What are polyunsaturated fats?
Chemically speaking, polyunsaturated fats are lipids in which the hydrocarbon chain contains two or more carbon-carbon double bonds. This essentially means that the double bonds are unsaturated and have the capacity to accommodate more hydrogen atoms, thereby gradually becoming saturated. When there are no more double bonds left in the hydrocarbon chain, the fat is said to be fully saturated. Importantly, oils that contain polyunsaturated fats are generally liquid at room temperature. However, at lower temperatures they start to solidify. Polyunsaturated fats are commonly referred to as polyunsaturated fatty acids (PUFA). In this article, we will use these terms interchangeably.
What are the sources of polyunsaturated fats?
There are many foods that are rich in PUFA. These are usually plant-based oils although other foods also contain them. The rich sources of PUFA are mentioned below:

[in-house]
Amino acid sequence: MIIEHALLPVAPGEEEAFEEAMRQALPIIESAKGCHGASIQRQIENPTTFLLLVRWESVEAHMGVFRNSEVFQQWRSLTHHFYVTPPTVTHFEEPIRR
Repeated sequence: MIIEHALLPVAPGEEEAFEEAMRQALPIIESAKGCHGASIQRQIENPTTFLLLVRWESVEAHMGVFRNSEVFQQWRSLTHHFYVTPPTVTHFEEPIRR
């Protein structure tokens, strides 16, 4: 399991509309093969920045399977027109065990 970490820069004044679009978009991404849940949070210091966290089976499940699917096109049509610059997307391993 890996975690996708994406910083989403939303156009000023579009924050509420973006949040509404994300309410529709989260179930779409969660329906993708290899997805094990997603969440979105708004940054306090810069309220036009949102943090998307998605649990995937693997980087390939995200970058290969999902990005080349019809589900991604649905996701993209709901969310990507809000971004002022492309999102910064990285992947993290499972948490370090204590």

• Soybean oil
• Corn oil
• Sunflower oil
• Olive oil
• Nuts and seeds
• Fatty fish such as salmon, herring, mackerel, trout, and albacore tuna
What are the daily requirements of polyunsaturated fats?
As per the Indian Council of Medical Research (ICMR) guidelines, the following polyunsaturated fats constitute the total PUFA pool:
• Linoleic acid (LA)
• Alpha-linolenic acid (ALA)
• Arachidonic acid (AA)
• Eicosapentaenoic acid (EPA)
• Docosapentaenoic acid (DPA)
• Docosahexaenoic (DHA)
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